News Flash


Posted on: March 5, 2019

Inoperable, abandoned, and junk vehicle restrictions

The City of Longview continues to receive a large number of complaints about inoperable, wrecked, abandoned, and junk vehicles and their negative effects on our business districts and neighborhoods. In addition to being eyesores, abandoned vehicles can encourage vandalism and arson, promote blight and deterioration, invite plundering, create a haven for rodents and insects, and can injure the health, safety and general welfare of a neighborhood. These vehicles can also be an alluring danger for curious children. According to the Centers for Disease Control (CDC), two or more children on average die each year from exposure related to being trapped in such a vehicle or trunk. Code violations involving inoperable, abandoned, wrecked and junk vehicles can incur a fine in the minimum amount of $500.

 “Many neighborhood organizations are working together to try to clean up their community,” says Code Compliance Manager Gregory Hannon. ‘Junk’ vehicles detract from a commercial district or residential neighborhoods overall appearance and are considered a nuisance. These vehicles create more than just an eyesore for the community. They can affect neighboring property values and be a hazard in other ways. We’ve all seen them: old wrecked, inoperable cars and trucks sitting in our neighbor’s yard, parked out on the street, or in an alley. If you have seen these types of vehicles, or if you happen to own one, then you know firsthand what we’re talking about.”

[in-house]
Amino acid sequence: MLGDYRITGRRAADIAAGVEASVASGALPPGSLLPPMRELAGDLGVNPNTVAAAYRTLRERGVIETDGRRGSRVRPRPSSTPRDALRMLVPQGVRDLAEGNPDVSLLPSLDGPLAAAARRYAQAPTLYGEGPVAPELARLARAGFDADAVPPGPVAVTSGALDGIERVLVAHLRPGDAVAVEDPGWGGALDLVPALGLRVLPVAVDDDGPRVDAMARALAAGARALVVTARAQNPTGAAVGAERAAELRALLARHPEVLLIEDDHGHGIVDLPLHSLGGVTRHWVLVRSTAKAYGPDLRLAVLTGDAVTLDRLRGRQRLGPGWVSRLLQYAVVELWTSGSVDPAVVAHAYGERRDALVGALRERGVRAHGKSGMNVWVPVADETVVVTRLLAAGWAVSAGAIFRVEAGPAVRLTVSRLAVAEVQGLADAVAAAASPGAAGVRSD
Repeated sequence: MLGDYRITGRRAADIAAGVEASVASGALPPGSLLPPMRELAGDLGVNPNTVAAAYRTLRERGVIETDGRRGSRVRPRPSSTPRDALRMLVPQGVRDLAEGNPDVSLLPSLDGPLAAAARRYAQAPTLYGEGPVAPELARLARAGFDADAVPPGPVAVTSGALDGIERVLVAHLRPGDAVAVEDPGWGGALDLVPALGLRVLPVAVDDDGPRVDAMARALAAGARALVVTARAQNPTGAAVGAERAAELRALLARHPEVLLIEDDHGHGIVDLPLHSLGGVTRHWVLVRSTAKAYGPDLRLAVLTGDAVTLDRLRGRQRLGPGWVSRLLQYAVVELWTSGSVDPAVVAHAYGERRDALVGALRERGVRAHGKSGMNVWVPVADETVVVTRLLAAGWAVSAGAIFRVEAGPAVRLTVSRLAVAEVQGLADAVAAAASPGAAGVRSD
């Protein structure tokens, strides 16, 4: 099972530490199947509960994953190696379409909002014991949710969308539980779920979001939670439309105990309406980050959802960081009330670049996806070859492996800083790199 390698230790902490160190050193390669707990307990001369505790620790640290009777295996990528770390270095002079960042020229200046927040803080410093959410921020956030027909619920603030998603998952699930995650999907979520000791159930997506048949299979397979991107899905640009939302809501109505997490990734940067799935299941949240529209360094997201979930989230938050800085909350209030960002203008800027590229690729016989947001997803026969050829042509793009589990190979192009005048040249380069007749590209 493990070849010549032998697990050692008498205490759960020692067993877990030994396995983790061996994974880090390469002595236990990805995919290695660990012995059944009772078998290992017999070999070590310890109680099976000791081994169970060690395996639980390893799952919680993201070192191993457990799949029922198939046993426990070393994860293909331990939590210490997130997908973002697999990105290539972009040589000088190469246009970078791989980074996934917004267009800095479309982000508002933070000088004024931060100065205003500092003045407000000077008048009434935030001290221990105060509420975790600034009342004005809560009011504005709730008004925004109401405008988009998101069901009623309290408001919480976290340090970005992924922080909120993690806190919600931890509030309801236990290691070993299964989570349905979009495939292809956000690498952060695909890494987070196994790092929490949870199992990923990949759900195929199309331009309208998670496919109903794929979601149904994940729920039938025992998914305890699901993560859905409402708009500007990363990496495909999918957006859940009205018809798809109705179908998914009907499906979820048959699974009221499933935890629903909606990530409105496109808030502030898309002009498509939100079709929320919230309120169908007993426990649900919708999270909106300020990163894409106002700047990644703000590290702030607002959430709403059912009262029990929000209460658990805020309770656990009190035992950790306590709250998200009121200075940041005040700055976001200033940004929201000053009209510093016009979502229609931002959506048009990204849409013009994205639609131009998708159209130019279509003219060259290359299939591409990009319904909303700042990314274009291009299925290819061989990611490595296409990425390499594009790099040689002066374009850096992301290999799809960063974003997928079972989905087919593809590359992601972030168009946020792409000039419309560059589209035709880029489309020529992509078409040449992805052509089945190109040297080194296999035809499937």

To be considered operable, a vehicle must:

  • Be fully operational under its own power, have all operational and safety-related components maintained in a manner that makes it legal and safe to operate on a public street
  • Be currently licensed

“The City is not against the idea of someone fixing or restoring an old vehicle,” stated Hannon. “In fact, the City recently relaxed existing regulations allowing for inoperable vehicles to be parked and repaired outside of a structure as long as the vehicle is properly “screened” from public view.” The requirements for “proper screening” include:

  • Storing or parking an inoperable vehicle within an enclosed garage or structure;
  • Parking or storing the vehicle on an approved surface behind a six-foot solid fence or continuous evergreen vegetative planting.

“We are encouraging our residents to respect their neighbors and assist in maintaining a good quality of life throughout our community,” said Hannon. “The Code Compliance Division hopes that education will help reduce the number of these violations. Questions about inoperable, wrecked, abandoned, and junk vehicles may be directed to the Code Compliance Division at 360-442-5093 Monday through Thursday between 7:00 a.m. and 6:00 p.m. 

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